Ubud, a discovery
- January 1, 2016
I am back in the concrete jungle, after ushering in the new year in Ubud, Bali—it felt a lot like India, but as a European traveller said, “without its bad bits”. Today, a scenic little town in our country is plagued with mindless construction, littering of plastic, bad sanitation, men urinating in public and incessant honking. It isn’t uncommon to ask even in a village whether the ghee and gudare pure.
Largely a Hindu island, Bali is equally influenced by Buddhism and ancestor worship. I have never seen a greater overlap of religion and culture. There are beautiful stone temples every few metres, but, interestingly, without any deities except for an occasional shiva linga. People are very ritualistic, but, as they primarily worship their ancestors and nature, specifically mother earth, the rituals are inherently simple. Flower offerings are everywhere, even in the middle of the road.
We stayed on the outskirts of the tourist hub, surrounded by trees, paddy fields and beautiful architecture. I have never seen so many champa (frangipani) trees and with fragrance so intense. Locals are gentle and friendly and the growing community of outsiders is not the kind that seeks air-conditioned offices but rather, a life closer to nature and with more freedom to create. The place is safe and affordable, to top it all, has high-speed internet! What more can one want!
Ubud attracts many ‘digital nomads’ who trade, consult, teach and study online. The Europeans are happy to escape the winter chill and high cost of living in their countries. Many come yearning for a life where body, mind and spirit are unplugged from the chatter of mass media and mindless development. Some make Ubud their home by designing clothes or setting up restaurants, yoga centres, resorts and car or motorbike hiring agencies; some even do fishing. Anything to be able to live there!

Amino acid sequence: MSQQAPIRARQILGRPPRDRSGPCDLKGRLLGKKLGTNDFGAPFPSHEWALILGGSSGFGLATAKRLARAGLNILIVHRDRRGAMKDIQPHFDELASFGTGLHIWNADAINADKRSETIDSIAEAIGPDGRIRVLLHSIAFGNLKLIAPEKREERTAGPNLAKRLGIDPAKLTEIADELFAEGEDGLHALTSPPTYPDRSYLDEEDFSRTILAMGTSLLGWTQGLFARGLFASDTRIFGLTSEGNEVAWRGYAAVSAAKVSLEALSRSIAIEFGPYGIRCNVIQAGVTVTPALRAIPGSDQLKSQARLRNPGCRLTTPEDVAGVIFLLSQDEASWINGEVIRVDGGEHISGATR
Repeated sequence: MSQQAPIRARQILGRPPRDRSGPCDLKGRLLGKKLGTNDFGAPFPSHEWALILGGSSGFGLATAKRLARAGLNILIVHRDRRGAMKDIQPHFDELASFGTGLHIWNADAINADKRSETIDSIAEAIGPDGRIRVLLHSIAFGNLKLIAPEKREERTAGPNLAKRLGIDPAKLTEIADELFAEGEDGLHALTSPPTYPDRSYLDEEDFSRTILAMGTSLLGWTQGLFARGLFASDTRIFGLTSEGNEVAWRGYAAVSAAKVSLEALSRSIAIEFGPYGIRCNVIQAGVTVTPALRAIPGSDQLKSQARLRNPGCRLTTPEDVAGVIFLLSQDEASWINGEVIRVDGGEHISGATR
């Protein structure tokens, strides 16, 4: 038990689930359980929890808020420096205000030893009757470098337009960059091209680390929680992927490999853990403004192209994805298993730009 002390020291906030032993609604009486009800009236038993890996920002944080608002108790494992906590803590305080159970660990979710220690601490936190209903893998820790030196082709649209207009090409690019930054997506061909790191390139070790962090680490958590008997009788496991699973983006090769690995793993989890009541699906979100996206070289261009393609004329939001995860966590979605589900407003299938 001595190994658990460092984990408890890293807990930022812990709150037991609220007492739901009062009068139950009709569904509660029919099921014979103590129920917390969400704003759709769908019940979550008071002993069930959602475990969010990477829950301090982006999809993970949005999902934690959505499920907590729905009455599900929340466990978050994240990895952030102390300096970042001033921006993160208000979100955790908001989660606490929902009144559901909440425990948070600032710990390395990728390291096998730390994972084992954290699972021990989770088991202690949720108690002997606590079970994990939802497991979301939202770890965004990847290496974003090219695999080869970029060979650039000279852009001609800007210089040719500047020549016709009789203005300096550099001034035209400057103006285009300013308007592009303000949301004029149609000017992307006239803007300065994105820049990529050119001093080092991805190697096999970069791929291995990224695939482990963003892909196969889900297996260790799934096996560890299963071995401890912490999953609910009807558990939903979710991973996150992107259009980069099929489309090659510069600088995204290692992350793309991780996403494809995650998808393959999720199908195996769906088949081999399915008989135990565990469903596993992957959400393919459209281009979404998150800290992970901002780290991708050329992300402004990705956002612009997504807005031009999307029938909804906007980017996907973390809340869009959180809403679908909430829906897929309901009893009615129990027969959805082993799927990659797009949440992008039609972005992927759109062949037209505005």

Often, such influxes create exploitative situations but Ubud, thus far, seems to have escaped the curse of tourism. It is natural for locals to get a bit opportunistic and for things like yoga and spirituality to acquire a cool and commercial hue. But, hopefully, this organically created pluralistic community is still far from being ruined.
Interestingly, working spaces with urban facilities overlooking paddy fields and big old trees have emerged. Hubud (Hub-in-Ubud), the first collaborative working space in Bali, is home to a diverse community of local and visiting creatives, techies, entrepreneurs and change makers. Its website says: “Come join a community of people who are quietly changing the way we work, live and bring ourselves to the world.”
My belief that individual and collective wellbeing are so interdependent was reaffirmed. My own energies calmed down and I became more embracing of the surroundings, unlike in the city where I struggle to be centred and when I am, it is despite my surroundings. Vihaan, my five-year-old, took walks in the forest to pick veggies, woke up to watch the sunrise in the paddy fields, and started cohabiting with spiders, butterflies and geckos without fear. He blossomed in the midst of people who always smiled.The rootedness in cultural heritage and the sprinkling of global ideas and initiatives, both playful and meaningful, have given rise to something quite special in Ubud. Having said that, one cannot escape to such havens all the time or for many, ever. So the challenge is how to create an Ubud mindset wherever we live. My travels in India have often secretly been a search for a place where I would want to live, and with a community that would also impact how I live. And yet I would not want to live in a bubble, but remain intensely engaged with the things that matter, give a sense of purpose to our lives and make living worth it all. I hope to find such a place in India, or else Ubud can always be the back-up plan! Though the challenge may be when will I make that move and not just where.